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Head of Trajan
early 2nd century
Material and technique
white marble
34 x 19 cm
Alessandro Zuccari
The sculpture is a true-to-life portrait of Trajan, as is clear from a comparison with coins minted between AD 108 and AD 111 when the Roman Empire expanded to its greatest extent under the command of this emperor of Spanish origin. The severity of the expression well suits the prince who consolidated the power of the empire. He is captured here shortly before his exploits were depicted in the two-hundred-metre long monumental bas-relief spiralling up Trajan’s Column. The evocative white marble portrait in fact dates from the period of his reign, AD 98-117.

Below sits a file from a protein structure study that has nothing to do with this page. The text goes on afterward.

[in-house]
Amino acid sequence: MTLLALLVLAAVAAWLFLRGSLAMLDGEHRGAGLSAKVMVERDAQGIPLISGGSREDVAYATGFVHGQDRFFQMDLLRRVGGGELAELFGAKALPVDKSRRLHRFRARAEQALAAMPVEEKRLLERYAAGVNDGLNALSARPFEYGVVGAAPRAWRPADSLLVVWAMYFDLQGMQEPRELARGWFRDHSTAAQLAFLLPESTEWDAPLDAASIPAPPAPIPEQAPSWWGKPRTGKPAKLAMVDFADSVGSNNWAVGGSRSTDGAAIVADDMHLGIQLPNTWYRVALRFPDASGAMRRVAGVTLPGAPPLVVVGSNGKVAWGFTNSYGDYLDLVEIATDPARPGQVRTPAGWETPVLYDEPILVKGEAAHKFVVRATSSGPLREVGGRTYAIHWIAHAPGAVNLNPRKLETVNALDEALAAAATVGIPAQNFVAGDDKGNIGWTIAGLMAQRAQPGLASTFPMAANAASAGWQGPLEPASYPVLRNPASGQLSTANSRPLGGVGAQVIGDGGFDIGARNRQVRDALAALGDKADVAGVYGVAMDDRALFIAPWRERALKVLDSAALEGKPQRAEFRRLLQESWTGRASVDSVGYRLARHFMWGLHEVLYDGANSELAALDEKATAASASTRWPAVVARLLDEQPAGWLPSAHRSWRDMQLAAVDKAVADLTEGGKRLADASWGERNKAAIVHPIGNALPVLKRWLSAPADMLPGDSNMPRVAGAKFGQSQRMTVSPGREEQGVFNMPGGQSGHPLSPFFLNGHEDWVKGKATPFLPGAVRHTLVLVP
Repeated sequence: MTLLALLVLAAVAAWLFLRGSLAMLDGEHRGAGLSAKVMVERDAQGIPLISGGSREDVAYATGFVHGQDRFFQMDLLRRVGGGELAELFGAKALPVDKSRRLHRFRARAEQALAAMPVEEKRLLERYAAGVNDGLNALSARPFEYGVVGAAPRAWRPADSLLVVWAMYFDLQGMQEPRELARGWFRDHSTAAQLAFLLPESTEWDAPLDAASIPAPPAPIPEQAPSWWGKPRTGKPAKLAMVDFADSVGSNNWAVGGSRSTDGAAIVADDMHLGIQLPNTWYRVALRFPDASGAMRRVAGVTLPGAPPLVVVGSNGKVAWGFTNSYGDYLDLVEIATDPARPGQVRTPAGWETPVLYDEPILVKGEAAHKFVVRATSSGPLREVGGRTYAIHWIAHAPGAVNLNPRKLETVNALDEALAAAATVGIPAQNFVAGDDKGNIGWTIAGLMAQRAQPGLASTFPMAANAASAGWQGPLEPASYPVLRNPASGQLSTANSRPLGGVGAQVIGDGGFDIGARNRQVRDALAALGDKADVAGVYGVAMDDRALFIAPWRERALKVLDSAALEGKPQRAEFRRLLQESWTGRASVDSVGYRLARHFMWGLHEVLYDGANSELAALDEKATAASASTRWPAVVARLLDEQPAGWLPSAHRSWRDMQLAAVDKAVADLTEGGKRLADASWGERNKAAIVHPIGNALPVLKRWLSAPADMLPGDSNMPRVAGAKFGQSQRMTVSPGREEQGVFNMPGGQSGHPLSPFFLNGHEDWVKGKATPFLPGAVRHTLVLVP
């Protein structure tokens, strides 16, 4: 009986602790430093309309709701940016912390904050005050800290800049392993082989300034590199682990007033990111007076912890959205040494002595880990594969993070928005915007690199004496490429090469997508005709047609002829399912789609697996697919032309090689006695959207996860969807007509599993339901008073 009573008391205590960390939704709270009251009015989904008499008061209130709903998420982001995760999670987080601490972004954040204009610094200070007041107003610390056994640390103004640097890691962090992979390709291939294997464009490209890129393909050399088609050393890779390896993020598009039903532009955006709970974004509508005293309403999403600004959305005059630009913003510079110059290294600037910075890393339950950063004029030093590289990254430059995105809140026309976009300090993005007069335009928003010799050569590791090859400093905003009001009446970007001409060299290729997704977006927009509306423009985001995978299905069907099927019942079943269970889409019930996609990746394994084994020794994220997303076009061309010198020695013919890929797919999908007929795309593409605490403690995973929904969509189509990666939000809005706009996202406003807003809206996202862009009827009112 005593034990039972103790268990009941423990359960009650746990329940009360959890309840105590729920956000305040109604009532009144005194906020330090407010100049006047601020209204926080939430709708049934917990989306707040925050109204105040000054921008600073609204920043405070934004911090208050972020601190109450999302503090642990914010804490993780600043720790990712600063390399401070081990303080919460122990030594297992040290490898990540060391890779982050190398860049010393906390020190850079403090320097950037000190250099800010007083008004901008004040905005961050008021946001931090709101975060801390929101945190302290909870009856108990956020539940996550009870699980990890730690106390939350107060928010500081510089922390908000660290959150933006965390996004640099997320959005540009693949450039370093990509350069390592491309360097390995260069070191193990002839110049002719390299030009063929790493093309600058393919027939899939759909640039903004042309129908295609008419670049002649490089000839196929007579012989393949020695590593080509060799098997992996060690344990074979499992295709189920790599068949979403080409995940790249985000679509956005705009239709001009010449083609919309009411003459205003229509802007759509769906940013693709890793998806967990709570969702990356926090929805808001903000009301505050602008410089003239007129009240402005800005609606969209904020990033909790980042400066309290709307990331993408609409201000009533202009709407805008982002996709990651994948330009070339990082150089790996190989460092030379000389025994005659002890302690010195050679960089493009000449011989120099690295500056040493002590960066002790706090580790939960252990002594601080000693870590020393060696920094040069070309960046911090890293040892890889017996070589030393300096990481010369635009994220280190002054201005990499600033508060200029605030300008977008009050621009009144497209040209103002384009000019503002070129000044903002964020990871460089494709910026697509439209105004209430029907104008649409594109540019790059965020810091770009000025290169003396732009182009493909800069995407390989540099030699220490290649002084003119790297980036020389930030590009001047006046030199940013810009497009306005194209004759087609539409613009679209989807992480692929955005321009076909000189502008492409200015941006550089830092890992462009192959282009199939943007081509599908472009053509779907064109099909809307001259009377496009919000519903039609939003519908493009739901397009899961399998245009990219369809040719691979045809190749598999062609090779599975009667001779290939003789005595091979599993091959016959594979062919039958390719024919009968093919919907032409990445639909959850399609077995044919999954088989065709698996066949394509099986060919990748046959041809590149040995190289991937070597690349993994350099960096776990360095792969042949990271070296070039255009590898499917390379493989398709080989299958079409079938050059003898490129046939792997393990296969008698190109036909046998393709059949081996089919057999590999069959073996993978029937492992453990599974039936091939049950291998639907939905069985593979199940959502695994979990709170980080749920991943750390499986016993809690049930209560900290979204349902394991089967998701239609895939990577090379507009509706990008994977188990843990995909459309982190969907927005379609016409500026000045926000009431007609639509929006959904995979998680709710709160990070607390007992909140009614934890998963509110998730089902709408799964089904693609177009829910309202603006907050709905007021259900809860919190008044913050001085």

The head was part of a bust of the emperor, one of many destined for official buildings in Rome and the provinces, and it portrays Trajan at his most vigorous. It is of the type issued for the ‘Decennalia’, that is, to celebrate the tenth year of Trajan’s reign in AD 108, and it introduced greater realism in the depiction of likenesses of the emperor. The portrait is both incisive and economic in detail, particularly the hair, and stylizes the facial features of the striking original bust, of which an excellent example exists in the British Museum in London: the low forehead, thin lips and jutting chin are set in the slightly tilted oval of the head.
Head of Trajan
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